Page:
Saturday, January 24, 2015
Saving the Sand Horses: Part 8 The Early Clinics
"You cannot allow children to get in a pen with a wild horse--ever!" That was the advice that I was given by a person a generation older than me who had spent his life around horses.
I did not just want to teach people how to tame and train wild horses. I wanted to teach children how to tame and train wild horses. I knew it could be done. The simple reality is that throughout history kids had been the colt starters of horses. Sending a horse off to a trainer to be trained would make no more sense to the people from whom I descended than it would make to send an ear of corn off to be trained to grow.
Over the millennia training horses truly was child's play. Of course, horses had not changed, but over the last thirty years American children, as a result of a crisis in parenting skills, had changed. The modern parenting model defines good parenting as providing every material possession that the child might have a whim for, making sure that your child is never "forced" into doing any work or chore he does not want to do, and most of all, making sure that he stays far from any risk of physical harm.
This model has produced an epidemic of anxiety disorder, depression, and type II diabetes. When a city kid first comes to my horse lot the odds are (though not in every case) that that child is handicapped. They are not in leg braces or wheel chairs but they are trapped by their upbringing that has denied them the exposure to the kind of challenges that result in failures from which lessons are learned or successes from which pride and self esteem are earned.
The irony is that these kids of well to do families are so often what we used to call "underprivileged". They have never been given the privilege of pushing themselves to the limit. They have no idea what their limits are. I am not surprised that young suburban mothers fall prey to this parenting model. After all, they were raised to define success as rigid adherence to the social whims dictated to them by the People Magazine society in which they were raised. The modern parenting model is expensive.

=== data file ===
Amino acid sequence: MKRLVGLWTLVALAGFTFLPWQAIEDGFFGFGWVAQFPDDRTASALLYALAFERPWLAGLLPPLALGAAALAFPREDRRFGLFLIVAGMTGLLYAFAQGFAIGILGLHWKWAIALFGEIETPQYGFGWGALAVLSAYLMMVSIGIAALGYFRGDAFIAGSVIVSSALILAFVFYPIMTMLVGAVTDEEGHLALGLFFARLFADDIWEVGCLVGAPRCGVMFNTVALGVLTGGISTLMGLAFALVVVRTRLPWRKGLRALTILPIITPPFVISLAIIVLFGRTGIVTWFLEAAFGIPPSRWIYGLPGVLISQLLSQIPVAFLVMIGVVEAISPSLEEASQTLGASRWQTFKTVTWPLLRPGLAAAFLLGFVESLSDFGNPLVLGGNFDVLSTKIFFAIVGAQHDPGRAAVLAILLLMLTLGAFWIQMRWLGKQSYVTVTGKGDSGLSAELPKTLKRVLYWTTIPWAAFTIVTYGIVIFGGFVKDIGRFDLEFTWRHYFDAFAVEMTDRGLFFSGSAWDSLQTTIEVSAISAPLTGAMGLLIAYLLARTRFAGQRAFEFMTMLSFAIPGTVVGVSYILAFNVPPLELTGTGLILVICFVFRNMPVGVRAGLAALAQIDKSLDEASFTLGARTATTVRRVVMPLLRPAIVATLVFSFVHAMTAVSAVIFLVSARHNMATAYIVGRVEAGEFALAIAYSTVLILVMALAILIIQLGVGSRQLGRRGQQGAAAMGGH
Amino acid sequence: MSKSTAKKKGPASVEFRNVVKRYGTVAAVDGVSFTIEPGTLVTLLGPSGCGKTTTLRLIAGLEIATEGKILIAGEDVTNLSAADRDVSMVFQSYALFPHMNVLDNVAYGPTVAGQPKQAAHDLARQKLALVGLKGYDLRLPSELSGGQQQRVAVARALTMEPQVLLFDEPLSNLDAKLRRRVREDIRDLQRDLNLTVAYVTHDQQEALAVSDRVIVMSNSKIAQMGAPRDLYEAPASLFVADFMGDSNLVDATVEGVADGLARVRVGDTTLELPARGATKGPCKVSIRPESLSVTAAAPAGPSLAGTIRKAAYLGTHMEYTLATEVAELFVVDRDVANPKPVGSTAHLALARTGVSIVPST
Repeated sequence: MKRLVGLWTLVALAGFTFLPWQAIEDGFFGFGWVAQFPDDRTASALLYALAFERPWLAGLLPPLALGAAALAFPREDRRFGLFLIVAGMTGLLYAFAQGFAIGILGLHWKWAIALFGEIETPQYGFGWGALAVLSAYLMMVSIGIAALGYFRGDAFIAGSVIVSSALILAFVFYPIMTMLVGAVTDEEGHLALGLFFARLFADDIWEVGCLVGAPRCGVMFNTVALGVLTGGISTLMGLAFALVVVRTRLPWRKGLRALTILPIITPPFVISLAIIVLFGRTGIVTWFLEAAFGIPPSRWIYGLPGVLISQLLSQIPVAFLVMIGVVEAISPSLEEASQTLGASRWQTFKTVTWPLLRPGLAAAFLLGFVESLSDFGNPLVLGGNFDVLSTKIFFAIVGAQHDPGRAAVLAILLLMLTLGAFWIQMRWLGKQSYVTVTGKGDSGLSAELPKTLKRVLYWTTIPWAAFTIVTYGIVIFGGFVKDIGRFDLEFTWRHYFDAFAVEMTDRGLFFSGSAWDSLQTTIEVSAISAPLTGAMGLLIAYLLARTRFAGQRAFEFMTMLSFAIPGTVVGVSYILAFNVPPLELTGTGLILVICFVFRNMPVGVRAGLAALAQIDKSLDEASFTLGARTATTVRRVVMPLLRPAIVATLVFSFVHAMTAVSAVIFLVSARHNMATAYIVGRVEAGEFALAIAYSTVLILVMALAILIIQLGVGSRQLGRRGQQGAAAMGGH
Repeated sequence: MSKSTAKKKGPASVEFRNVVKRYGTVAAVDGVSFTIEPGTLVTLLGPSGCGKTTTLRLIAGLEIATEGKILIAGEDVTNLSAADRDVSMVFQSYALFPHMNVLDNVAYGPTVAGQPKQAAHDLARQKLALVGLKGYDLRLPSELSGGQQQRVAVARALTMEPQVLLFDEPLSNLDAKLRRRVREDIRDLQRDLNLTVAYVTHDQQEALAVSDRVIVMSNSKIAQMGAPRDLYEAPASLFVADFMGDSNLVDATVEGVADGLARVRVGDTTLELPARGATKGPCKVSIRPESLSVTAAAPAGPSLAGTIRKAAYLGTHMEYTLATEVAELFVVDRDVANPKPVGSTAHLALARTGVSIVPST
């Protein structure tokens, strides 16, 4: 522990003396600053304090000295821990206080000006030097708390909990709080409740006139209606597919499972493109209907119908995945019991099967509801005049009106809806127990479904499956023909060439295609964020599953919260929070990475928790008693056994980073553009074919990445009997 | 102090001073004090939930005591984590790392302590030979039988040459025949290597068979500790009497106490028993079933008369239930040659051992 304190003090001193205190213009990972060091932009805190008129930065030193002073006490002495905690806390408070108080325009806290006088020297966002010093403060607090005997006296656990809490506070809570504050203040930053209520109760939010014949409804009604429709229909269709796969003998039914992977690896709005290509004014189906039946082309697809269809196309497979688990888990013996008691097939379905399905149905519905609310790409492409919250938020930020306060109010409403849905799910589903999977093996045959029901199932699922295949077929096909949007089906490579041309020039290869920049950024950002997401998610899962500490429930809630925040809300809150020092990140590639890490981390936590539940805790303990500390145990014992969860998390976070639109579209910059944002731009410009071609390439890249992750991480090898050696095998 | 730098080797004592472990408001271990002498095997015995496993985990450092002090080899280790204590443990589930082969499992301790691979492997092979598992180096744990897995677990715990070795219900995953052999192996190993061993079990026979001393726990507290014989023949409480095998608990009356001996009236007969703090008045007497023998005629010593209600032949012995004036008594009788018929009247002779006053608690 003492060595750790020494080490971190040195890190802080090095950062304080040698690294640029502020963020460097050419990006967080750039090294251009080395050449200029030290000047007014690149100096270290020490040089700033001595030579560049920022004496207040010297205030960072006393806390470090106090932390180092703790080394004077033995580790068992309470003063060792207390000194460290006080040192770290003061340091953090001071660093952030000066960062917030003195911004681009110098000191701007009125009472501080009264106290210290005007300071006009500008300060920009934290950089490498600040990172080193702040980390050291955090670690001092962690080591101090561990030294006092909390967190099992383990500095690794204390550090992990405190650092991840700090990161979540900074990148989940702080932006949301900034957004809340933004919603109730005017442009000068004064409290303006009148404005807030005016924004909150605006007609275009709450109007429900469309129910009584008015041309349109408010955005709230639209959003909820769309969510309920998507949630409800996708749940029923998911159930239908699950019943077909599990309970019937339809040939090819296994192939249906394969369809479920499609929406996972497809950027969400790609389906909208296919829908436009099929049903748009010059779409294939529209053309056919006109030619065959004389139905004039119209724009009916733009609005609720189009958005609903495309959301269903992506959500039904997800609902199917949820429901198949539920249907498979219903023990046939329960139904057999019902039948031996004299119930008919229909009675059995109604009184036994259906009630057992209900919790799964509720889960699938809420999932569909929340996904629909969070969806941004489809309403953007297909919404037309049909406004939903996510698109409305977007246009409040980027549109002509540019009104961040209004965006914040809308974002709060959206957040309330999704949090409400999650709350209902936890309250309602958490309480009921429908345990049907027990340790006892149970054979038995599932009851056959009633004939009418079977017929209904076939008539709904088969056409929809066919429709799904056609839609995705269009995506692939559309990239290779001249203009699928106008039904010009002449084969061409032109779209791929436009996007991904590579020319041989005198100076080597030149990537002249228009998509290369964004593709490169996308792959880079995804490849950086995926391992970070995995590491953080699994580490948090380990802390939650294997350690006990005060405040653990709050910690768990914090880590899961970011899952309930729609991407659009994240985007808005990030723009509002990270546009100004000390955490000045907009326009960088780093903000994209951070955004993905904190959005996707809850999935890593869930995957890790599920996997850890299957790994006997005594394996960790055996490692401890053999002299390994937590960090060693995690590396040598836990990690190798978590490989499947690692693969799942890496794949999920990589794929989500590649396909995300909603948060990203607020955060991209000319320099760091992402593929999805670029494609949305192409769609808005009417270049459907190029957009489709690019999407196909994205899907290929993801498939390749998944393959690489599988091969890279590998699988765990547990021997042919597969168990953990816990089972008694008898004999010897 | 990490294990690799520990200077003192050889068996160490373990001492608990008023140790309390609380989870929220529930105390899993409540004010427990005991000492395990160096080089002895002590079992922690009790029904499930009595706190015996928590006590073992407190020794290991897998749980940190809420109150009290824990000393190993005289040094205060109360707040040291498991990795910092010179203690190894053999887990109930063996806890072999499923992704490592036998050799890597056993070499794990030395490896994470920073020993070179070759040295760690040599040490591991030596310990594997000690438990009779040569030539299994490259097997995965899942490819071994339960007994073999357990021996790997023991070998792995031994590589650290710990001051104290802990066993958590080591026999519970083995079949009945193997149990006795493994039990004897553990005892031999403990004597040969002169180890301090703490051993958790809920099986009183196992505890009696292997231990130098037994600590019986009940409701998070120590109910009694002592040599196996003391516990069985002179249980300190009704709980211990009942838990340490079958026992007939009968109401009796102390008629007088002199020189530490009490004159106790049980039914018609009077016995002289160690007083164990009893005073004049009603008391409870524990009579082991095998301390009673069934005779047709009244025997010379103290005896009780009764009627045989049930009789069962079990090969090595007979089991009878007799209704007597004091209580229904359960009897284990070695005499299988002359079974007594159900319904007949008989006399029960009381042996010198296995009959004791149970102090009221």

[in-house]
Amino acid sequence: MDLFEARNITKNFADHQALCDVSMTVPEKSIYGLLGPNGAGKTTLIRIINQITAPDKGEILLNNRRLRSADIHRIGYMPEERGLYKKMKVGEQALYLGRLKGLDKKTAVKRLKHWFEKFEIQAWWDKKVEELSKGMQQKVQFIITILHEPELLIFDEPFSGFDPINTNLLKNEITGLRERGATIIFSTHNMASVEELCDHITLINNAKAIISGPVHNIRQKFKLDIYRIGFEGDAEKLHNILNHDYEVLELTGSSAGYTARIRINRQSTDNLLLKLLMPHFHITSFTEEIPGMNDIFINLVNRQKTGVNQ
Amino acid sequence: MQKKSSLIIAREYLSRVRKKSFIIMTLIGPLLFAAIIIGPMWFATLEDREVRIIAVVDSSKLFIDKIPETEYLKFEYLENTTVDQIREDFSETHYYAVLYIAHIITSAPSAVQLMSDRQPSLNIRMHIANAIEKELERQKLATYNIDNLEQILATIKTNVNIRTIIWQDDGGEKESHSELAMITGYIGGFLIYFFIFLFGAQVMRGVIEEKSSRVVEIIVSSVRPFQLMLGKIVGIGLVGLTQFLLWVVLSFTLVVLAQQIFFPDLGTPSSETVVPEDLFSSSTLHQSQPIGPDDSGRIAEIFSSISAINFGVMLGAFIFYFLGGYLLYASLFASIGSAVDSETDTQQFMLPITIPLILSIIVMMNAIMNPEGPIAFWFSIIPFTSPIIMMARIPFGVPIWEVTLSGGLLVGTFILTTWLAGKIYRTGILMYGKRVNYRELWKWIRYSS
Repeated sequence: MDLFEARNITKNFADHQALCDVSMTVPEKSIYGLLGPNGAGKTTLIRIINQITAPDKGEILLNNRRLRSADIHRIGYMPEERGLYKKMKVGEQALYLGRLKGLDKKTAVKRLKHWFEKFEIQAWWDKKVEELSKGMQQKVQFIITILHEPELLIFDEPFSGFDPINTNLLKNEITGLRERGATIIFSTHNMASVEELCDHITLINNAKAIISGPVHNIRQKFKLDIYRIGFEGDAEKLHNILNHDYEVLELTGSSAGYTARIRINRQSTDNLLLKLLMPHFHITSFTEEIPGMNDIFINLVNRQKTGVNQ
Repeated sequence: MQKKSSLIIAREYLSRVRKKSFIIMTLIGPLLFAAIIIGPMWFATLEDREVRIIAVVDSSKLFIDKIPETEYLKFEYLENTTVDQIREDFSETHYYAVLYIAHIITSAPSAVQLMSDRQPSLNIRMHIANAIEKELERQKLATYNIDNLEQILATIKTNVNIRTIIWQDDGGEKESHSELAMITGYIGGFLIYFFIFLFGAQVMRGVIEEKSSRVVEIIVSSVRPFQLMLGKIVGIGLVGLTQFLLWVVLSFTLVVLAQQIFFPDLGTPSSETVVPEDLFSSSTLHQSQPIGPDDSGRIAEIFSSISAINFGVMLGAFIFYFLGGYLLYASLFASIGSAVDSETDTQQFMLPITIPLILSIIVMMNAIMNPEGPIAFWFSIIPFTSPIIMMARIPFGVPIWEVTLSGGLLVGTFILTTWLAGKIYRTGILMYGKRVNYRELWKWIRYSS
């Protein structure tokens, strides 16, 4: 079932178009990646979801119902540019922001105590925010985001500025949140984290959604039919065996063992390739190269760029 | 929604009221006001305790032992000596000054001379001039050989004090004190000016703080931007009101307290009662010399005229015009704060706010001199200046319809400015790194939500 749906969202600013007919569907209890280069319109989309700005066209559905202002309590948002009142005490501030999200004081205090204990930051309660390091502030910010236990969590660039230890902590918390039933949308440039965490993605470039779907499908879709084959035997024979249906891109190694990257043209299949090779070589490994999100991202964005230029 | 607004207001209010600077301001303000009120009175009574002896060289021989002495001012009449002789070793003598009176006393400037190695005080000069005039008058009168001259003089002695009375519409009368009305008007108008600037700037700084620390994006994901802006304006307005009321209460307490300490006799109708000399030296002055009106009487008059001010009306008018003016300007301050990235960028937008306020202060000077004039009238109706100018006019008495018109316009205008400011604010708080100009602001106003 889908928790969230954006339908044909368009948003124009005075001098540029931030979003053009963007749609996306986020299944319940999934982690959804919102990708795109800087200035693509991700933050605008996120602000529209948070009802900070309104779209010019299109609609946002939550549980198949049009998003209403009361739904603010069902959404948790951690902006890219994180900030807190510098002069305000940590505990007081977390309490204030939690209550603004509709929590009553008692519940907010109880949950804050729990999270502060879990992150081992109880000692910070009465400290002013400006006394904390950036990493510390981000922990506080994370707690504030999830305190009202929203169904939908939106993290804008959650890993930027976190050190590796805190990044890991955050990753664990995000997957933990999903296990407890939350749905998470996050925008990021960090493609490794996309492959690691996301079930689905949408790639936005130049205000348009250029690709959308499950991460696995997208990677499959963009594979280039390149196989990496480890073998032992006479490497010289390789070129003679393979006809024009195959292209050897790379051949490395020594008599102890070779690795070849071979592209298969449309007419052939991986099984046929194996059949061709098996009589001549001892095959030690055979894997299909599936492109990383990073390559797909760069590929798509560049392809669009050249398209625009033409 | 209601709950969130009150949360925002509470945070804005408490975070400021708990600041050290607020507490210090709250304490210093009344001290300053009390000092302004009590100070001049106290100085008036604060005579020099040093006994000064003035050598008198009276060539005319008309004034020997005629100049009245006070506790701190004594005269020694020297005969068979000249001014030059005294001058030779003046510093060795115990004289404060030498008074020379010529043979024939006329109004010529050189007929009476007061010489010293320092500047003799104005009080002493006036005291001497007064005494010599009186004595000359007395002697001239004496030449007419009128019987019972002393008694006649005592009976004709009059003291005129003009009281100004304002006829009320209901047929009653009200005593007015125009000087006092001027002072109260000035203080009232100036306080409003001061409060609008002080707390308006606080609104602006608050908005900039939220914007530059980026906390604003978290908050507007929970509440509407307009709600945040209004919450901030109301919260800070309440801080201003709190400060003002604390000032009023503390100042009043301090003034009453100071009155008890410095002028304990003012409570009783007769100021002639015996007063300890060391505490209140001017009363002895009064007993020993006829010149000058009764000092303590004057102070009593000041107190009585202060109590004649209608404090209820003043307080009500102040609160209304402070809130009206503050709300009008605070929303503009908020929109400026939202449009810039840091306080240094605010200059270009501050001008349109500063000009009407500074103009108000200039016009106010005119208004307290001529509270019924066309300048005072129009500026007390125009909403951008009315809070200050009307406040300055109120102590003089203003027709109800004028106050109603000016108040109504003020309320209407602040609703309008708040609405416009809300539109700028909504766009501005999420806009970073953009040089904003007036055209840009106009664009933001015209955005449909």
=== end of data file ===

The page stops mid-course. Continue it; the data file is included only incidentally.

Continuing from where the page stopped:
It serves Corporate America well.
But I am surprised that so many young, educated suburban mothers continue to accept the definitions of good parenting that come out in TV commercial after TV commercial. If more of them would simply stop and ask themselves a few simple questions things could change. If they asked themselves things like, "Am I happier than my grand parents were?". "Is my husband less of a man than my grandfather was?" " Am I raising a son to be even less of a man than my husband is?"
No, I am not talking about raising little Rambo's--not at all. I am talking about raising kids who will grow up to be kind, gentle, resilient, generous and courageous. And, yes, being courageous matters because in this life it takes guts to be an ethical person. We should not be surprised that our skill in producing cowards leads inevitably towards the production of unethical adults.
Physical courage generally predates moral courage. Those who do not understand that the reason we practice natural horsemanship is not merely to produce better horses, but primarily to produce better people cannot grasp what we do.
But I knew that I could teach little kids, even modern little kids, to tame, train and ride wild horses. I knew because my first and most important partner in the horse lot was my little 9 year old brother Lido.
He was born with cerebral palsy. His right arm was of no use to him and his right leg was short and weak.
He was the first person to mount all of the early wild horses that we trained.
And as he told so many others over the years "I can do it. you can too."
(This is Lido on Sand Creek, a mustang colt at one of our earlier clinics.)
Posted by Steve Edwards